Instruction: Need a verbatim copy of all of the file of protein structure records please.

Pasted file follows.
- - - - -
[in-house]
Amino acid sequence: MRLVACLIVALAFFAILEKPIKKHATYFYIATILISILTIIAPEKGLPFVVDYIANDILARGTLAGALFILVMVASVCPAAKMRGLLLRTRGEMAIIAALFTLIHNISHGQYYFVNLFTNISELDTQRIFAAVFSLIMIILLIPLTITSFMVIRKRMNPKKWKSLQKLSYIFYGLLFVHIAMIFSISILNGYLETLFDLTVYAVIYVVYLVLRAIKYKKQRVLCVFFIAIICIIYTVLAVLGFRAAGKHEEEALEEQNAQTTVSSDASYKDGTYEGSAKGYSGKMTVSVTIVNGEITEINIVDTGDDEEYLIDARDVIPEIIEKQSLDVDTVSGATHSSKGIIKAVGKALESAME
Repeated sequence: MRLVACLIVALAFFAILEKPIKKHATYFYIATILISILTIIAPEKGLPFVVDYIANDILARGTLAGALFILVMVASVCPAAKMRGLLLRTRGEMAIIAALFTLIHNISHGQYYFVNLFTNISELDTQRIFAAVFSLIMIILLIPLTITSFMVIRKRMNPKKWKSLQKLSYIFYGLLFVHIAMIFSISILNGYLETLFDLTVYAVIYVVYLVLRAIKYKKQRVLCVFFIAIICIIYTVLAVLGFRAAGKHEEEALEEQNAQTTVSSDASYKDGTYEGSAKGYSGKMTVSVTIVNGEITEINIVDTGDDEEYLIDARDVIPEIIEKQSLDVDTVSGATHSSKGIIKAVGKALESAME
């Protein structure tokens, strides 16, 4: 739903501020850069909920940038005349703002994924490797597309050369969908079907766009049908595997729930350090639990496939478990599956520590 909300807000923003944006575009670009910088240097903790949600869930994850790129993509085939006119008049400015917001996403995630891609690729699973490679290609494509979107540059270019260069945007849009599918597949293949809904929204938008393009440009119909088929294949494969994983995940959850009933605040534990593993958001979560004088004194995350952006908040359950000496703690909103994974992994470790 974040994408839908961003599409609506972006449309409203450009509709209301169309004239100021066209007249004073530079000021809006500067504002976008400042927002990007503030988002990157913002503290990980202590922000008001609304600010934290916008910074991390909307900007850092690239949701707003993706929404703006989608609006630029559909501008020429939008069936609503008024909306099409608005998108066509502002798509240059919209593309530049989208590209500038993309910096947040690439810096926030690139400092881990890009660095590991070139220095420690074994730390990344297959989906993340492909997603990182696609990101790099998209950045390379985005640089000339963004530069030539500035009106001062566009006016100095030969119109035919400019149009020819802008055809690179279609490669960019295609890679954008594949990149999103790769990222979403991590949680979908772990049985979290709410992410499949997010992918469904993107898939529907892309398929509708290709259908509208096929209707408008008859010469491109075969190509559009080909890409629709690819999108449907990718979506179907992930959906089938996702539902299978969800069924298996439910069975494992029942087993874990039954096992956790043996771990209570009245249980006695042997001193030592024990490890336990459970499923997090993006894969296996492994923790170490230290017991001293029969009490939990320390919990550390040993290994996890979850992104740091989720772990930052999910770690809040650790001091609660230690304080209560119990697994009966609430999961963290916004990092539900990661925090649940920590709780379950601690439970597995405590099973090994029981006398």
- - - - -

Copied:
[in-house]
Amino acid sequence: MRLVACLIVALAFFAILEKPIKKHATYFYIATILISILTIIAPEKGLPFVVDYIANDILARGTLAGALFILVMVASVCPAAKMRGLLLRTRGEMAIIAALFTLIHNISHGQYYFVNLFTNISELDTQRIFAAVFSLIMIILLIPLTITSFMVIRKRMNPKKWKSLQKLSYIFYGLLFVHIAMIFSISILNGYLETLFDLTVYAVIYVVYLVLRAIKYKKQRVLCVFFIAIICIIYTVLAVLGFRAAGKHEEEALEEQNAQTTVSSDASYKDGTYEGSAKGYSGKMTVSVTIVNGEITEINIVDTGDDEEYLIDARDVIPEIIEKQSLDVDTVSGATHSSKGIIKAVGKALESAME
Repeated sequence: MRLVACLIVALAFFAILEKPIKKHATYFYIATILISILTIIAPEKGLPFVVDYIANDILARGTLAGALFILVMVASVCPAAKMRGLLLRTRGEMAIIAALFTLIHNISHGQYYFVNLFTNISELDTQRIFAAVFSLIMIILLIPLTITSFMVIRKRMNPKKWKSLQKLSYIFYGLLFVHIAMIFSISILNGYLETLFDLTVYAVIYVVYLVLRAIKYKKQRVLCVFFIAIICIIYTVLAVLGFRAAGKHEEEALEEQNAQTTVSSDASYKDGTYEGSAKGYSGKMTVSVTIVNGEITEINIVDTGDDEEYLIDARDVIPEIIEKQSLDVDTVSGATHSSKGIIKAVGKALESAME
């Protein structure tokens, strides 16, 4: 739903501020850069909920940038005349703002994924490797597309050369969908079907766009049908595997729930350090639990496939478990599956520590 909300807000923003944006575009670009910088240097903790949600869930994850790129993509085939006119008049400015917001996403995630891609690729699973490679290609494509979107540059270019260069945007849009599918597949293949809904929204938008393009440009119909088929294949494969994983995940959850009933605040534990593993958001979560004088004194995350952006908040359950000496703690909103994974992994470790 974040994408839908961003599409609506972006449309409203450009509709209301169309004239100021066209007249004073530079000021809006500067504002976008400042927002990007503030988002990157913002503290990980202590922000008001609304600010934290916008910074991390909307900007850092690239949701707003993706929404703006989608609006630029559909501008020429939008069936609503008024909306099409608005998108066509502002798509240059919209593309530049989208590209500038993309910096947040690439810096926030690139400092881990890009660095590991070139220095420690074994730390990344297959989906993340492909997603990182696609990101790099998209950045390379985005640089000339963004530069030539500035009106001062566009006016100095030969119109035919400019149009020819802008055809690179279609490669960019295609890679954008594949990149999103790769990222979403991590949680979908772990049985979290709410992410499949997010992918469904993107898939529907892309398929509708290709259908509208096929209707408008008859010469491109075969190509559009080909890409629709690819999108449907990718979506179907992930959906089938996702539902299978969800069924298996439910069975494992029942087993874990039954096992956790043996771990209570009245249980006695042997001193030592024990490890336990459970499923997090993006894969296996492994923790170490230290017991001293029969009490939990320390919990550390040993290994996890979850992104740091989720772990930052999910770690809040650790001091609660230690304080209560119990697994009966609430999961963290916004990092539900990661925090649940920590709780379950601690439970597995405590099973090994029981006398």